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brought-up automobile could have approved of. Every evening, after he had kept me in the garage all day long fuming with impatience and spilled gasolene, he would make me carry him for hours and hours with some young woman who ought to have known better.
What sights and sounds I had to endure-I who had always kept the strictest decorum! Worst of all, his deplorable conduct began to affect me. I found myself thinking thoughts which I had never permitted to enter my mind before, and looking with more interest than I should at seductive, satin-trimmed limousines. My morality was in danger of skidding.
One evening while my master was dining with a young woman at a roadside inn I was left to wait in the adjoining garage. But I was not alone; for close beside me stood a little French landaulet, the most disconcertingly alluring car I had ever seen. Her lines were exquisitely shapely; she was a goddess on wheels.
"Good evening," she sparked enticingly. "Are n't you the car that stood next to me at the country club last Thursday night?"
There was a daredevil gleam in her lamps which set my carbureter a-splutter. "Yes," I answered, infatuated.
"I knew you, even though you tried to hide your name. Was n't it lovely-just Was n't it lovely-just us two in the moonlight, touching tires!" A quiver ran through me. I knew that unless I could back out in a hurry, I was lost. I tried hastily to reverse; she had me completely short-circuited.
Heaven knows what might have happened had not my master entered at that moment and saved me. The instant he laid hold of my crank I gave vent to my pent-up emotions in a way that nearly burst my muffler; and when he pressed down the pedal, I fairly leaped through the door in flight.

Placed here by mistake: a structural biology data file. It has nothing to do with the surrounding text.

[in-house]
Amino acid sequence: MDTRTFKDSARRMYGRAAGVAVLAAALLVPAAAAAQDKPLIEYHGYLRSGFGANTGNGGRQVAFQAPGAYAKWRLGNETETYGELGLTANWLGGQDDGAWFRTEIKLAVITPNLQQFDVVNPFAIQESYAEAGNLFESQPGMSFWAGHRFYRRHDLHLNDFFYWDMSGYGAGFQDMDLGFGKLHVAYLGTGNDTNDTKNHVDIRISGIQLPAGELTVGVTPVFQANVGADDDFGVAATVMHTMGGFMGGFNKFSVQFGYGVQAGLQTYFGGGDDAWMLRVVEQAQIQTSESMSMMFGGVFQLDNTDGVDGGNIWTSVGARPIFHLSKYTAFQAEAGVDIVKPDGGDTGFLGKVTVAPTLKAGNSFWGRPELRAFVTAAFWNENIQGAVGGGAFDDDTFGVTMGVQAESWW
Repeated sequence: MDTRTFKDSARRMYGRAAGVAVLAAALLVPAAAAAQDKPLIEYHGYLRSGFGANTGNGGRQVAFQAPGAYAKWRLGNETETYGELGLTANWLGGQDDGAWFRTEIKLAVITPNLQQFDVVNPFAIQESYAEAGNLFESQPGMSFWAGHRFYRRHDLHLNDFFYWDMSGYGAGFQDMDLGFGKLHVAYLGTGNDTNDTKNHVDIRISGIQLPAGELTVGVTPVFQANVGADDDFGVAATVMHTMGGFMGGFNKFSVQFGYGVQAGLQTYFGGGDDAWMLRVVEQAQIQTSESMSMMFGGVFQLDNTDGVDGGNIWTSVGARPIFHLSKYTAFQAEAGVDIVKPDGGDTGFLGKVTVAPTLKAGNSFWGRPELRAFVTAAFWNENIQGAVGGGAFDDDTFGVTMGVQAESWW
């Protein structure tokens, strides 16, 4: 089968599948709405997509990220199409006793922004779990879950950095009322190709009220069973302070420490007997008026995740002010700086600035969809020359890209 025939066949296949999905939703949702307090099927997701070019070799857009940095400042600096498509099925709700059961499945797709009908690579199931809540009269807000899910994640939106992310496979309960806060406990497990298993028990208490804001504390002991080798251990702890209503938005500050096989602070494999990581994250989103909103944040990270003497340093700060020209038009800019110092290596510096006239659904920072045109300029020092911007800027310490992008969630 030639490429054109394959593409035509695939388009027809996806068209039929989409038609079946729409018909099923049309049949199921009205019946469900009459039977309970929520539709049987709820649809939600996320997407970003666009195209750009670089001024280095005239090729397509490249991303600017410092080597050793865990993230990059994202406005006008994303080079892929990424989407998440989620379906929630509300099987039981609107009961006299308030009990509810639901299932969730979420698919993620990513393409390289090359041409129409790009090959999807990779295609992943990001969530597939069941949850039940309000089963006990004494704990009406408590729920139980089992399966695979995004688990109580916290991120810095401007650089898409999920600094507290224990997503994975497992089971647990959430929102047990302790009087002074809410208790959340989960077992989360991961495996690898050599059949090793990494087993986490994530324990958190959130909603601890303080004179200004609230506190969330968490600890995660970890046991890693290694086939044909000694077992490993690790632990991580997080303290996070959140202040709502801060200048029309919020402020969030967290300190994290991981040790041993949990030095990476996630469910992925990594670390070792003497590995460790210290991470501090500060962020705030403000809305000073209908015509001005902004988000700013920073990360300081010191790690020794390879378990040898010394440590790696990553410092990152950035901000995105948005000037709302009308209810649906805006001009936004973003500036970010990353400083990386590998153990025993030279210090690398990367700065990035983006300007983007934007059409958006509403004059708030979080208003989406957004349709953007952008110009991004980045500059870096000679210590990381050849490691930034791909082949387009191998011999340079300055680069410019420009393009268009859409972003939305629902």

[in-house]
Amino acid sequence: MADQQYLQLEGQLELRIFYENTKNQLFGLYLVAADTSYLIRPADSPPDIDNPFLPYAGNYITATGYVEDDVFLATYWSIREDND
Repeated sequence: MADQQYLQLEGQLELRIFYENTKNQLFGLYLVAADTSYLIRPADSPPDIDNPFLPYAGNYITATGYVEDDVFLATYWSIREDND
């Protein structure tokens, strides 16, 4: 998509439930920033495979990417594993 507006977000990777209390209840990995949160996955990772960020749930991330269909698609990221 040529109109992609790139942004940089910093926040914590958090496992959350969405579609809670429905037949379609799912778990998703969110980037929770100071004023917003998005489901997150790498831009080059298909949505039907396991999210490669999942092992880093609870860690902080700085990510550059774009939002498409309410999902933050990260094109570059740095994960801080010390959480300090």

neither did the people I was carrying seem to have control over me or over themselves.
All at once my left fore tire exploded violently, veering me aside into a milepost. My master and the young woman landed in a clump of bushes, but I was maimed for life. Bad example and bad association had ruined me. Many an innocent, unsophisticated car is thus driven to destruction all because its owner fails to live up to his moral responsibility.
I lay there all the rest of the night, while my gasolene ebbed away drop by drop. In the morning some men came out from the city and dragged me in. They performed a most painful operation on me, amputating various shattered members and grafting on several feet of tin.
Then, before I was really convalescent, I was sold to a new master. This person was a harsh-speaking, unfeeling man, who cared for nothing but money. He drove up and down the streets all day, inviting people to get in and ride; and when they did get in, he forced each one of them to surrender a nickel.
He was very cruel to me. Instead of showing any consideration for my broken health, he would say openly, "Well, I 'll get what use I can out of this one, and then buy another." Not once did he ever throw a blanket over my hood in cold weather or steady my slipping wheels with chains. He was so penurious that whenever he drove me through a crowded street, he would shut off my gasolene, and make me run on what I could breathe in from the exhausts of other cars.
Wretched indeed is the old age of an automobile. Bereft of the beauty it had when it was a new model, it declines into squalid neglect. No amount of painting and enameling can restore its youthful bloom.
One day this master was driving me through an amusement park when I broke down completely. He got out, and prodded me brutally in the magneto. I had not the strength to budge.
He grew very angry, and the people in the tonneau demanded their money back.
A crowd of idlers gathered to witness my humiliation.